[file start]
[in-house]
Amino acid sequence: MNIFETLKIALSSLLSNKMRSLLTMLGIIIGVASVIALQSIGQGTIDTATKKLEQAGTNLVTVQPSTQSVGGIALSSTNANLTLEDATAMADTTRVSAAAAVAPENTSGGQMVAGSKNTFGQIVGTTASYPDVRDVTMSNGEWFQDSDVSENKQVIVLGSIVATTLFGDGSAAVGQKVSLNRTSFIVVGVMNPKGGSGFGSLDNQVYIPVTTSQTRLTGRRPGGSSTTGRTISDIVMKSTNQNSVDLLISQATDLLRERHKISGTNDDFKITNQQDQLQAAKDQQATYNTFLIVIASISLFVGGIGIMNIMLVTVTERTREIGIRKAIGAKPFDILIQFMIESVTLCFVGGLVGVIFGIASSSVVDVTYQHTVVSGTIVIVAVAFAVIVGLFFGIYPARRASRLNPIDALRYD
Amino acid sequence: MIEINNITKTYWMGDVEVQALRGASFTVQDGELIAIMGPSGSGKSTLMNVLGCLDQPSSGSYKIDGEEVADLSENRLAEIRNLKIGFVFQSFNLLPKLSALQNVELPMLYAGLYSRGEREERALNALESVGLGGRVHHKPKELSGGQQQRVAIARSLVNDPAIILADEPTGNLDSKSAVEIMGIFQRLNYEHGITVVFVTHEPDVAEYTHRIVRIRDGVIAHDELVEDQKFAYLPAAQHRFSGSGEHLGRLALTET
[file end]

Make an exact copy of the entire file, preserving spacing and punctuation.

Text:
[in-house]
Amino acid sequence: MNIFETLKIALSSLLSNKMRSLLTMLGIIIGVASVIALQSIGQGTIDTATKKLEQAGTNLVTVQPSTQSVGGIALSSTNANLTLEDATAMADTTRVSAAAAVAPENTSGGQMVAGSKNTFGQIVGTTASYPDVRDVTMSNGEWFQDSDVSENKQVIVLGSIVATTLFGDGSAAVGQKVSLNRTSFIVVGVMNPKGGSGFGSLDNQVYIPVTTSQTRLTGRRPGGSSTTGRTISDIVMKSTNQNSVDLLISQATDLLRERHKISGTNDDFKITNQQDQLQAAKDQQATYNTFLIVIASISLFVGGIGIMNIMLVTVTERTREIGIRKAIGAKPFDILIQFMIESVTLCFVGGLVGVIFGIASSSVVDVTYQHTVVSGTIVIVAVAFAVIVGLFFGIYPARRASRLNPIDALRYD
Amino acid sequence: MIEINNITKTYWMGDVEVQALRGASFTVQDGELIAIMGPSGSGKSTLMNVLGCLDQPSSGSYKIDGEEVADLSENRLAEIRNLKIGFVFQSFNLLPKLSALQNVELPMLYAGLYSRGEREERALNALESVGLGGRVHHKPKELSGGQQQRVAIARSLVNDPAIILADEPTGNLDSKSAVEIMGIFQRLNYEHGITVVFVTHEPDVAEYTHRIVRIRDGVIAHDELVEDQKFAYLPAAQHRFSGSGEHLGRLALTET